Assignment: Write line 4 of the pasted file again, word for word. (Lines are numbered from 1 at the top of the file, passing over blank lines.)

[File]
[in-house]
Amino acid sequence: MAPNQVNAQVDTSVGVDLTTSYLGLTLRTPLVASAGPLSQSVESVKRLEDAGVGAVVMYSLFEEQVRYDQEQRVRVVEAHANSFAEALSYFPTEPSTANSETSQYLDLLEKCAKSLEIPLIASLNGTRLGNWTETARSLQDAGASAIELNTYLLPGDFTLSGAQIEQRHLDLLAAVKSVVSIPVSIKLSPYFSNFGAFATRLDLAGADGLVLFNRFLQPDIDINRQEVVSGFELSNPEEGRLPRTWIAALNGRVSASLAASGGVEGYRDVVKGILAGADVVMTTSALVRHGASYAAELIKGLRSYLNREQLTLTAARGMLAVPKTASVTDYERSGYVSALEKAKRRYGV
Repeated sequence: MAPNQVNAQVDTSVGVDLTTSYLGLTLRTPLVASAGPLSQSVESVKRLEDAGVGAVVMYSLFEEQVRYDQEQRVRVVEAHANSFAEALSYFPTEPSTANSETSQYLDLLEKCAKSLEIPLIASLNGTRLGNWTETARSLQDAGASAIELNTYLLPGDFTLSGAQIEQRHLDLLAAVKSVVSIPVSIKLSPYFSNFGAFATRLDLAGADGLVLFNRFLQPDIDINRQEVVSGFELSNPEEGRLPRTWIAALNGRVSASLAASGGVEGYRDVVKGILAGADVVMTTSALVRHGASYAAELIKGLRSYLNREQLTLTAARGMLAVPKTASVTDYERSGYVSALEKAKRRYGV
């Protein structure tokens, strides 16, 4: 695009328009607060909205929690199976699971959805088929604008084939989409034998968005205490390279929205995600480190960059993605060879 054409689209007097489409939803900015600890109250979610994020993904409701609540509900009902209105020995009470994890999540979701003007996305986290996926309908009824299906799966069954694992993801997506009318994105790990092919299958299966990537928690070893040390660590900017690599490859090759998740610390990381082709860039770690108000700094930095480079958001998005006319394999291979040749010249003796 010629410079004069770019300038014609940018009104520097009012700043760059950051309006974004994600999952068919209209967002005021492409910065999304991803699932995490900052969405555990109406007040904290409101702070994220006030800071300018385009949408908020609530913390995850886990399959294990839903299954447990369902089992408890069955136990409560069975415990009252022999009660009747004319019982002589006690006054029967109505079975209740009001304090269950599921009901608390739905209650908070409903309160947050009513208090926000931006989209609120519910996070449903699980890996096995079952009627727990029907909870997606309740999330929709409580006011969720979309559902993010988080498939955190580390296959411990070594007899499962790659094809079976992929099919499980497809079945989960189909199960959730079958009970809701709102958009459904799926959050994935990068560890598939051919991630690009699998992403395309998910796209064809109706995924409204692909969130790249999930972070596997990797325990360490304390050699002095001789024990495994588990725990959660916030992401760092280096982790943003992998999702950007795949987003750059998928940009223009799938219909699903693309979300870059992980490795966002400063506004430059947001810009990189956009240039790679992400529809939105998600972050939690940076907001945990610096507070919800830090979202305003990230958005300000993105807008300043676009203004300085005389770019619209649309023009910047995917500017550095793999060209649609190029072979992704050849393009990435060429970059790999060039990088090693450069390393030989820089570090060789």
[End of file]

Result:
């Protein structure tokens, strides 16, 4: 695009328009607060909205929690199976699971959805088929604008084939989409034998968005205490390279929205995600480190960059993605060879 054409689209007097489409939803900015600890109250979610994020993904409701609540509900009902209105020995009470994890999540979701003007996305986290996926309908009824299906799966069954694992993801997506009318994105790990092919299958299966990537928690070893040390660590900017690599490859090759998740610390990381082709860039770690108000700094930095480079958001998005006319394999291979040749010249003796 010629410079004069770019300038014609940018009104520097009012700043760059950051309006974004994600999952068919209209967002005021492409910065999304991803699932995490900052969405555990109406007040904290409101702070994220006030800071300018385009949408908020609530913390995850886990399959294990839903299954447990369902089992408890069955136990409560069975415990009252022999009660009747004319019982002589006690006054029967109505079975209740009001304090269950599921009901608390739905209650908070409903309160947050009513208090926000931006989209609120519910996070449903699980890996096995079952009627727990029907909870997606309740999330929709409580006011969720979309559902993010988080498939955190580390296959411990070594007899499962790659094809079976992929099919499980497809079945989960189909199960959730079958009970809701709102958009459904799926959050994935990068560890598939051919991630690009699998992403395309998910796209064809109706995924409204692909969130790249999930972070596997990797325990360490304390050699002095001789024990495994588990725990959660916030992401760092280096982790943003992998999702950007795949987003750059998928940009223009799938219909699903693309979300870059992980490795966002400063506004430059947001810009990189956009240039790679992400529809939105998600972050939690940076907001945990610096507070919800830090979202305003990230958005300000993105807008300043676009203004300085005389770019619209649309023009910047995917500017550095793999060209649609190029072979992704050849393009990435060429970059790999060039990088090693450069390393030989820089570090060789």